Connecting 131008

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It has been a busy few days.

I am delighted with the response to Darrell Cobner’s guest post.

I have been thinking a great deal about the “disciplinary gaze” issues raised by Darrell and by Chris Carling and his colleagues (2013).

I believe profoundly that this gaze has agnostic qualities … it occurs in a variety of contexts and at different tempos.

Digital sharing is transforming scholarship and I hope that by connecting through a range of media we enable thick descriptions to emerge and be shared openly. I keep returning to the concept of CommentPress:

CommentPress is an open source theme and plugin for the WordPress blogging engine that allows readers to comment paragraph-by-paragraph, line-by-line or block-by-block in the margins of a text. Annotate, gloss, workshop, debate: with CommentPress you can do all of these things on a finer-grained level, turning a document into a conversation.

Whilst installing the CommentPress Core plugin for WordPress, I managed to remove all my customisations for Clyde Street! I am going to set up a new blog space to share the functionality of the plugin and explore the possibilities for co-authorship.

As I open up these opportunities, thanks to Jenny Mackness, I am mindful of the growing discussion of connectivism.

George Couros has reminded me that Isolation is now a choice educators make. He notes:

Personally, blogging has made me really think about what I do in my role as an administrator, and I would say that the process has really clarified a lot of my thinking.  The other aspect of writing for an audience and getting their feedback has made a huge difference on my learning as being challenged has made me really think about my work.  In fact, I am writing this because someone read my blog post, challenged it, and I came back to revisit my thinking.  That wouldn’t have happened if I wrote it in a journal that I tuck away at home.

When my daily feeds enable me to read about James Grayson’s work and contemplate data shared by Ted Knutson, I am excited think about what co-production might achieve.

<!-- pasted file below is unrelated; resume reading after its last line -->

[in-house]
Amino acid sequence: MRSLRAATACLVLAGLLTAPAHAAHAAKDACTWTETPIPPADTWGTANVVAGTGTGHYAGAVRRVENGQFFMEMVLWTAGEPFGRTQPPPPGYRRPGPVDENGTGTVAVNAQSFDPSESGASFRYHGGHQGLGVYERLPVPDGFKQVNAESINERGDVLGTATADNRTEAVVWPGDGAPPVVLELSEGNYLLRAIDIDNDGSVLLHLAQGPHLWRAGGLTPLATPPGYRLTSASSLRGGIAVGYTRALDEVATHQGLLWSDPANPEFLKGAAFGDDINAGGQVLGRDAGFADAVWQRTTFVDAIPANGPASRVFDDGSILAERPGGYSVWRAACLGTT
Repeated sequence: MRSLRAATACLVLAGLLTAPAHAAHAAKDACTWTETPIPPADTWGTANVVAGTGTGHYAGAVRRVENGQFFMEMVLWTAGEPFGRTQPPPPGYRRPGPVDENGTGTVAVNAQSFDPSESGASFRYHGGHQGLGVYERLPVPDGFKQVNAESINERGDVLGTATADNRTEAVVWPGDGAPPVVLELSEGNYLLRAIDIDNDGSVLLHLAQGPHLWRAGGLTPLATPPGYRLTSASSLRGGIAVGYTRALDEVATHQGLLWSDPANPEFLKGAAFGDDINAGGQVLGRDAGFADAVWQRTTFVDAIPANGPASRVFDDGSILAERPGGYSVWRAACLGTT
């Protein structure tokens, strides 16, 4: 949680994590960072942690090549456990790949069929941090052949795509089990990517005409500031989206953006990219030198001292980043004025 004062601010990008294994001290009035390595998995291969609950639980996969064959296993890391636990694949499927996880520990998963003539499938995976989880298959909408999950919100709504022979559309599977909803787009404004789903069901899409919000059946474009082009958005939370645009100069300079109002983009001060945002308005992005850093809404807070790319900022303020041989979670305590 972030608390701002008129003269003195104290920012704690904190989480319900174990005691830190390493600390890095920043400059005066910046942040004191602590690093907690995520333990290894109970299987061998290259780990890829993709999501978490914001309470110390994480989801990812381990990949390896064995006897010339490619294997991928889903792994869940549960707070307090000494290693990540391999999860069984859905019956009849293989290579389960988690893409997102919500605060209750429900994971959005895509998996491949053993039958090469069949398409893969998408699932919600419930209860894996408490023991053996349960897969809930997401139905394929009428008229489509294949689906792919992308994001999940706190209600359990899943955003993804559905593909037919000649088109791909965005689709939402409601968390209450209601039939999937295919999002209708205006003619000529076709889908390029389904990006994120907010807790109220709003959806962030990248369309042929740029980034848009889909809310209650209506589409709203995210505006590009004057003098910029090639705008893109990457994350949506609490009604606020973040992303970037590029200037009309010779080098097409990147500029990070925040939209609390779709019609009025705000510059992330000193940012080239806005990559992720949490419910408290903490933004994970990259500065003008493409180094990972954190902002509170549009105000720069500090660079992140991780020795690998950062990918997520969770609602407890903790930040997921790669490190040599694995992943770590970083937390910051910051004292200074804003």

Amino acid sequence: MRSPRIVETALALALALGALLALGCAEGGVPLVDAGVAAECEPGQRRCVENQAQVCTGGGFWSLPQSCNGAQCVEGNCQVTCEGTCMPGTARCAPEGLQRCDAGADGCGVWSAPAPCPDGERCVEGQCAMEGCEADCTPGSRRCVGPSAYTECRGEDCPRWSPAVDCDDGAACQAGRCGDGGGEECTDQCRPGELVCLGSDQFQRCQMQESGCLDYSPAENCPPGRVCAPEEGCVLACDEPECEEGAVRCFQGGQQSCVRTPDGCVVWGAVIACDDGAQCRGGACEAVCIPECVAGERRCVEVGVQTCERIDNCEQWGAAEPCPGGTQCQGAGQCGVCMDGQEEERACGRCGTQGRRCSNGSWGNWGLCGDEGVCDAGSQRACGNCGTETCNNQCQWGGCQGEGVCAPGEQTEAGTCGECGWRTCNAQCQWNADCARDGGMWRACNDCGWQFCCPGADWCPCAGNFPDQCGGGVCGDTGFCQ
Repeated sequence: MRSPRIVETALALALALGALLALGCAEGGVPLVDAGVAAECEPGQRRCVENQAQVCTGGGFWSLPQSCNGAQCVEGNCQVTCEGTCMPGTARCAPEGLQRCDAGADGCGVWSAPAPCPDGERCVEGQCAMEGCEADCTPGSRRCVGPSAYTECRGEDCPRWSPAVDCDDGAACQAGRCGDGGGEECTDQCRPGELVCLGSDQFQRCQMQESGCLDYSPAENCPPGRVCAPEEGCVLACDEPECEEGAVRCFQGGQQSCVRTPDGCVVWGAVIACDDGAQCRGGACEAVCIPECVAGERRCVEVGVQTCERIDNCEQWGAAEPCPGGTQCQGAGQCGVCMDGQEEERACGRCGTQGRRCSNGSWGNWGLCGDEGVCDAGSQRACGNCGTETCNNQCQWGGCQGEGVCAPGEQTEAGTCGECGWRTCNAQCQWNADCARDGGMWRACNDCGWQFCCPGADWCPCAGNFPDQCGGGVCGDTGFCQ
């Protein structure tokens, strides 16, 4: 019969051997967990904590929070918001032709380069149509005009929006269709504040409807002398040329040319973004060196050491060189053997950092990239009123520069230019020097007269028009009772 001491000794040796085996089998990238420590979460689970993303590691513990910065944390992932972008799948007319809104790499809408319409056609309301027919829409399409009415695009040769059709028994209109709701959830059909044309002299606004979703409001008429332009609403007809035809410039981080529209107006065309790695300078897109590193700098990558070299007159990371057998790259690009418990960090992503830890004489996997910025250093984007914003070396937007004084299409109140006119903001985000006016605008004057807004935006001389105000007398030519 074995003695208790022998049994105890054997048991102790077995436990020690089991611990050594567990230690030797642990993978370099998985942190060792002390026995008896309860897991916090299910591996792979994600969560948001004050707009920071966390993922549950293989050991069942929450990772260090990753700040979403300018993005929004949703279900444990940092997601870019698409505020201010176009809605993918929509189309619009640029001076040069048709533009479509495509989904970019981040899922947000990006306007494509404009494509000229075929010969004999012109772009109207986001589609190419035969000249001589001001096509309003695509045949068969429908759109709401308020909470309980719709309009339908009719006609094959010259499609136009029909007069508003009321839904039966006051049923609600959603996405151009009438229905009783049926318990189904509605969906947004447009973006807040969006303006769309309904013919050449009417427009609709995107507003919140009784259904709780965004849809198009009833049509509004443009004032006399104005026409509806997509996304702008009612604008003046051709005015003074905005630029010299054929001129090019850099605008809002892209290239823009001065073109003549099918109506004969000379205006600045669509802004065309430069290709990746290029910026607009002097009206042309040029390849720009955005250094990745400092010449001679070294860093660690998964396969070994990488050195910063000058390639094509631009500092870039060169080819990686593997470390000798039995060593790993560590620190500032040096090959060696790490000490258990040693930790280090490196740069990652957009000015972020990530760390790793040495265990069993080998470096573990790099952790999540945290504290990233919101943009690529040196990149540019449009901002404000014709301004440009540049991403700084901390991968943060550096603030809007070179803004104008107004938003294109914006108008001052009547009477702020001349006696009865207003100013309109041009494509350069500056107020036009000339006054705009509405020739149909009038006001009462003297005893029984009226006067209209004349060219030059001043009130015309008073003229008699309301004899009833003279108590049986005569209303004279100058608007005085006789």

Propsects of co-production returned me to a Dan Pontefract post from 2011. I have been thinking about how our personal learning journeys and environments move us through his Digital Learning Quadrants.

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I do think gaze is transformed by the opportunities to collaborate and cooperate. It might lead us to engage in the kind of discussion about data  Annette Markham proposes.

Data is, as research terminology goes, a deceptively easy word to toss around. It’s easily accessible for most of us, fills in as a better descriptor than the term ‘stuff,’ and adds instant credibility to that which it describes. The term ‘data’ does far more than describe units of information used in the course of one’s study. It functions as a powerful frame for discourse about knowledge — both where it comes from and how it is derived; privileges certain ways of knowing over others; and through its ambiguity, can foster a self–perpetuating sensibility that it is incontrovertible, something to question the meaning of, or the veracity of, but not the existence of.

 Photo Credit

Busy District Line (2) (Owen Blacker, CC BY-NC 2.0)

Personal Learning

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I have had a wonderful opportunity to explore personal learning in my new role at the University of Canberra. There are so many colleagues at the University keen to discuss and explore learning and there is a vast array of forums in which to engage. Last week I attended a Gaggle (“an orderly and cheerful group of professional educational advisors”) which led me to think again about personal learning (the topic for the gaggle was wiki development in vocational education). The meeting coincided with my reading of Steve Wheeler’s Dead Personal post.